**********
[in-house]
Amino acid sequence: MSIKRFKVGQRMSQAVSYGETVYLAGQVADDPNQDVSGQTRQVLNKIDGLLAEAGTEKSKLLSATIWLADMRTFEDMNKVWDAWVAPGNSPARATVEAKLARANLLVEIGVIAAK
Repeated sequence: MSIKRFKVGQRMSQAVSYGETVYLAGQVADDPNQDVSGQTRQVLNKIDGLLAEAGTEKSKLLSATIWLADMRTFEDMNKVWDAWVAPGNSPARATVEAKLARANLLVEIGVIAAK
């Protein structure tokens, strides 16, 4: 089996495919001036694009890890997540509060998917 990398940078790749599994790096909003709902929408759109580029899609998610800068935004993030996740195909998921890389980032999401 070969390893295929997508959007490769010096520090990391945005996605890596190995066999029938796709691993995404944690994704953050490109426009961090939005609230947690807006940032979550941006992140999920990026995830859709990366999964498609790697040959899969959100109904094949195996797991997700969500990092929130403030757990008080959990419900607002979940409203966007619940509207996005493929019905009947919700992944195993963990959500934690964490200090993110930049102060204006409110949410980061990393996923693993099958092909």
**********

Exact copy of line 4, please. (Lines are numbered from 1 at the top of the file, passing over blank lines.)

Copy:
């Protein structure tokens, strides 16, 4: 089996495919001036694009890890997540509060998917 990398940078790749599994790096909003709902929408759109580029899609998610800068935004993030996740195909998921890389980032999401 070969390893295929997508959007490769010096520090990391945005996605890596190995066999029938796709691993995404944690994704953050490109426009961090939005609230947690807006940032979550941006992140999920990026995830859709990366999964498609790697040959899969959100109904094949195996797991997700969500990092929130403030757990008080959990419900607002979940409203966007619940509207996005493929019905009947919700992944195993963990959500934690964490200090993110930049102060204006409110949410980061990393996923693993099958092909």